I doubt I can even begin to describe how much fun this project was. Believe it or not, the original assignment was to pencil and ink 4 pages from a "Ghost Rider" Marvel-style comic plot--as you can see, I took it upon myself to take certain, er, liberties with that basic idea. I finally got around to digitally coloring the pages this quarter, and, for the most part, I am well pleased with the results. It would have been nice to have some more time to spend touching things up, but after a while the cost : benefit ratio on stuff like that just starts to skyrocket and one just has to decide when enough is enough.
My only big concern with the coloring is that page two isn't well-enough unified with one and three. The bump up on saturation in the fourth one is intentional and (i think) turned out the way I wanted it to; my main concern is that the saturation in the second one competes with it and might lessen its overall impact. I wanted to use color to make the difference in environment real obvious between the last panel and the previous ones, which worked--but I think the page's overall unity was compromised. This is fairly minor, but it taught me that I'm going to need to pay more attention not only to the overall harmony between the panels of each individual page, but also between the pages of each project.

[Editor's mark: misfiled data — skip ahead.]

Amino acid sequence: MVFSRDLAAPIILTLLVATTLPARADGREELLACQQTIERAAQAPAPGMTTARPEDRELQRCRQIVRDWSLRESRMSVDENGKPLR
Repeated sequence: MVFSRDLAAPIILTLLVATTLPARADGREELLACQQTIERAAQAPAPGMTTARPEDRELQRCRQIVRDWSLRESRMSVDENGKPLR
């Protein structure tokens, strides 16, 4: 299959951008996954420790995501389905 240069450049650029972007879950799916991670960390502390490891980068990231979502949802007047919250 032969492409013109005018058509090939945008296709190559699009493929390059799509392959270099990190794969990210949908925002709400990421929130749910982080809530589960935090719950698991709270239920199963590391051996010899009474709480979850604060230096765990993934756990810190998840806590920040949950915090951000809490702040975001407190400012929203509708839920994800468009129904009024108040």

Originally, the characters were far more foul-mouthed than they are in this version--I still think "burn, you bastards" and "get out of the road, rim jobber" are infinitely more amusing, but one of my professors asked if he could submit the black and white linework of this piece for use in the Sequential Art section of SCAD's next catalogue, so I figured it would be wise to tone things down a bit.
Oh, and Dopey McHurtsalot in the top right quarter of page 4 is undoubtably the best thing I've ever drawn in my life.